He described an incident at the dinner table when Ted was 12 or 13, after the family had moved to Evergreen Park in Chicago. Their mother was carrying a dish of hot food to the table, when Ted drew her chair out for her in an apparently gentlemanly manner.

When Wanda smiled and began sitting down, Ted jerked the chair out from under her and she fell to the floor, the dish falling onto the table. Wanda began screaming at Ted, while Ted stood and laughed at her. Their father sternly ordered Ted to go up to his room in the attic, which Ted did, still laughing.

A boy genius

Yet in school, his teachers liked him. He was bright and progressed so quickly he skipped two grades. Only one high school incident marred his reputation: he handed a female classmate a wad of paper filled with chemicals that blew up in her hands. Ted was temporarily suspended.

At 16, the boy genius entered Harvard. For his parents, it was an accomplishment tempered with apprehension. They worried about how he would interact with students older and more socially experienced than himself.

Their concerns weren’t misplaced. Ted did not excel at Harvard, where roommates remember him living slothfully and generally ignoring their presence, slamming the door behind him. He remained a loner.

That would continue through his post-graduate years at the University of Michigan, where he garnered praise for his work, and into 1967 when he began a tenure-track job as an assistant math professor at Berkeley. Once again, fractions, not people, were his friends.

Kaczynski had arrived on a college campus at the height of the Vietnam War and all its accompanying protests and demonstrations. While apparently uninvolved, he was clearly developing a set of ideological views.

“I think the social atmosphere of the late ‘60s was at least as important in understanding the turn his life took than was the week he spent in the hospital, away from his mother,” said James Alan Fox, dean of the College of Criminal Justice at Northeastern University.

Turning away from numbers

“All his life, he was good at math,” said the expert on serial killers. “It gave him a feeling of self-esteem, whereas relationships with people were intimidating and threatening.”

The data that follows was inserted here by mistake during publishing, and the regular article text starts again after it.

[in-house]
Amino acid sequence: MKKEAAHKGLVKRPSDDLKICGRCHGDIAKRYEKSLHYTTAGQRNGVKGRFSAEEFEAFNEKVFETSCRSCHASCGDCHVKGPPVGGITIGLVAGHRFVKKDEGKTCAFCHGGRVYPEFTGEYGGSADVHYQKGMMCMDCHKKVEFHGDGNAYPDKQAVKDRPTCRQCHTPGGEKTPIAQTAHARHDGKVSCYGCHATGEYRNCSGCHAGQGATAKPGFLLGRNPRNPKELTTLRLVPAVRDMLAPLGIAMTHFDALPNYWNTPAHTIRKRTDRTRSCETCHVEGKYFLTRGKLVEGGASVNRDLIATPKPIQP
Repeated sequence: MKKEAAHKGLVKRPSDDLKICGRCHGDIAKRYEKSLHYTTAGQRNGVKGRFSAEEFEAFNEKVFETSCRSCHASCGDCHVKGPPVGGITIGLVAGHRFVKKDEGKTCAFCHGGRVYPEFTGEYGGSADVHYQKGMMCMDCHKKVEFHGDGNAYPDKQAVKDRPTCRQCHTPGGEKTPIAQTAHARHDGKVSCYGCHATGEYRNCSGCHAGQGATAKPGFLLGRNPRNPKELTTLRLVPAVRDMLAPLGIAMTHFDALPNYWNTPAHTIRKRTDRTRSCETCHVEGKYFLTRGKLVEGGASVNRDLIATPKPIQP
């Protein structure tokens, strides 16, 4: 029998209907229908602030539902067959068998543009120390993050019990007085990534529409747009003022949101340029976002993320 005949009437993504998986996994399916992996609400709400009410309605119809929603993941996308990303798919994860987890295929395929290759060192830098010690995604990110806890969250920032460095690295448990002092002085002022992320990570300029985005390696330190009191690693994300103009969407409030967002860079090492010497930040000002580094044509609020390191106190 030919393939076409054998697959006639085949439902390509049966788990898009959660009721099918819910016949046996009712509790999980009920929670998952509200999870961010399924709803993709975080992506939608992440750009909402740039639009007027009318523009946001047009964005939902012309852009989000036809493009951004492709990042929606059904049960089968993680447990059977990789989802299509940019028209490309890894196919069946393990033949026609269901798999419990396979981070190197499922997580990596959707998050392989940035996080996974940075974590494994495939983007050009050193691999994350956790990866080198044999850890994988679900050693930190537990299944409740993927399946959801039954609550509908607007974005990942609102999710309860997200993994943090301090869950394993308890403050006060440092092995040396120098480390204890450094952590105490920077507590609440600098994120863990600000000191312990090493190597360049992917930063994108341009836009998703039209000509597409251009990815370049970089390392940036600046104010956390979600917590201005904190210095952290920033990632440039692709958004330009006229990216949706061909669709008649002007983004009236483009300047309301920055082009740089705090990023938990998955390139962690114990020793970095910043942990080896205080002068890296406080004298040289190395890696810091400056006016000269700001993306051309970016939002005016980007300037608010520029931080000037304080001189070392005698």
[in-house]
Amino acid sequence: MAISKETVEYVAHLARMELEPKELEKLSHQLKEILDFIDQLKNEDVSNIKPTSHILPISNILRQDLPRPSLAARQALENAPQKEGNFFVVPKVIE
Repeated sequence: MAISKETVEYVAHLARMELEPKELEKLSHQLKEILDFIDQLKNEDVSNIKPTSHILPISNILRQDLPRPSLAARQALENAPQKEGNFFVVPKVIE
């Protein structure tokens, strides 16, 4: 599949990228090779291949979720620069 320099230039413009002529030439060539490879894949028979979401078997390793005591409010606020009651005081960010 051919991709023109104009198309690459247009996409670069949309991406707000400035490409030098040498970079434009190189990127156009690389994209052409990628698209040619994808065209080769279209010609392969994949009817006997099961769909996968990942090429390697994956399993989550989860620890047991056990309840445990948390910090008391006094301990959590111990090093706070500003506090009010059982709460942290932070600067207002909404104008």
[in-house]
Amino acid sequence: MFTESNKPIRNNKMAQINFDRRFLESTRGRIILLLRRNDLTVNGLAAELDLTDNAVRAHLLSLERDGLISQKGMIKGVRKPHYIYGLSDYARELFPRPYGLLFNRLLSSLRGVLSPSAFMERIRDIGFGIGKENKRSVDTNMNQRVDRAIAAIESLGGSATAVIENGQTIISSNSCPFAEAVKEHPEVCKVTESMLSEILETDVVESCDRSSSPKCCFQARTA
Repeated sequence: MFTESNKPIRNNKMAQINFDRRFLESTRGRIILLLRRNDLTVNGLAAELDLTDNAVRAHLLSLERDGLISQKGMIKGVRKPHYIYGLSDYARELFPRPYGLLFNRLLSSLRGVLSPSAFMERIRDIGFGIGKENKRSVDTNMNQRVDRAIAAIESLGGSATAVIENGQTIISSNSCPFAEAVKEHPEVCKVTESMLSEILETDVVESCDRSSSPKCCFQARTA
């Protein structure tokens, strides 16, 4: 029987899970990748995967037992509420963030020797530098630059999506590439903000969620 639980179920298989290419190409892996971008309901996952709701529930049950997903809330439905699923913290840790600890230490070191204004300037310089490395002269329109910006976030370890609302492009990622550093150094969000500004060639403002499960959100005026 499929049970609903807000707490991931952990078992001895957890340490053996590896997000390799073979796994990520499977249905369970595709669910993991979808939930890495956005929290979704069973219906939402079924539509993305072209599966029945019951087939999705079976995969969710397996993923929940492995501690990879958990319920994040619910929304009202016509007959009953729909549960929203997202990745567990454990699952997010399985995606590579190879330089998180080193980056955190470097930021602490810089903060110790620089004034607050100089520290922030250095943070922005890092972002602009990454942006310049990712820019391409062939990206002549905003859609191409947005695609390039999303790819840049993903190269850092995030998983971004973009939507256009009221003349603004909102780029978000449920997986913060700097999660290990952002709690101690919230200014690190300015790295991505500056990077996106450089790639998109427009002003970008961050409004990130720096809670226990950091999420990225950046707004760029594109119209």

But when tens of thousands of young men began dying in Vietnam, math may no longer have seemed relevant. “It was very difficult to focus on the fourth derivative,” said Fox, a former math major who was studying at Penn State at the time.

And for Kaczynski, who apparently had begun to question mathematics - the very essence of his being until then - the realization must have been devastating.

“He rejected those same fractions that were his friends,” said Fox, “and he was friendless at that point - without support.”

On Jan. 20, 1969, with no explanation, Kaczynski signed a letter of resignation effective June 30, returning home without warning. In a Washington Post interview, Wanda Kaczynski said he told her he was tired of teaching engineers “math that was going to be used for destroying the environment.”

With his brother’s help in 1971, Kaczynski bought 1.4 acres of land just outside of Lincoln, Mont., where he built a small 10-by 12-foot plywood shack that had no running water or electricity. He began writing letters to the editors of newspapers and magazines, railing against machines, and genetics, science and the future.

In June of 1978, a month after the first bomb attributed to the Unabomber exploded at Northwestern University near Chicago, Ted returned home to Illinois for the last time. And it was a humiliating experience that sent him right back to his rustic enclave.

He had begun working at the same foam-cutting plant where his father and his brother also were employed. There he met a co-worker whom he dated twice until she lost interest.

Furious, Kaczynski scribbled an offensive limerick about the woman, and posted it around the factory. David fired his brother, and Ted fled to Lincoln, thereafter communicating with his family only through a series of increasingly angry letters.

It was the first time David began to understand his brother was sliding out of control.

But the family tried to make amends, writing and even visiting Ted. On their last trip to Montana in 1985, Ted took them to see the flowers in the meadow, and they generally had a great time, his mother later recalled. But shortly afterwards, Ted sent an angry letter saying he did not want to hear from the family anymore.

By 1987, 11 more bombs had been been mailed or planted by the Unabomber, most in places familiar to Kaczynski: four either in or near Chicago; two on the Berkeley campus, and one at the Ann Arbor home of a University of Michigan professor. And then, for the next six years, no more bombs were mailed.

In 1990, Ted’s father committed suicide months after being diagnosed with lung cancer. Ted did not return home for the funeral; eventually he stopped writing at all.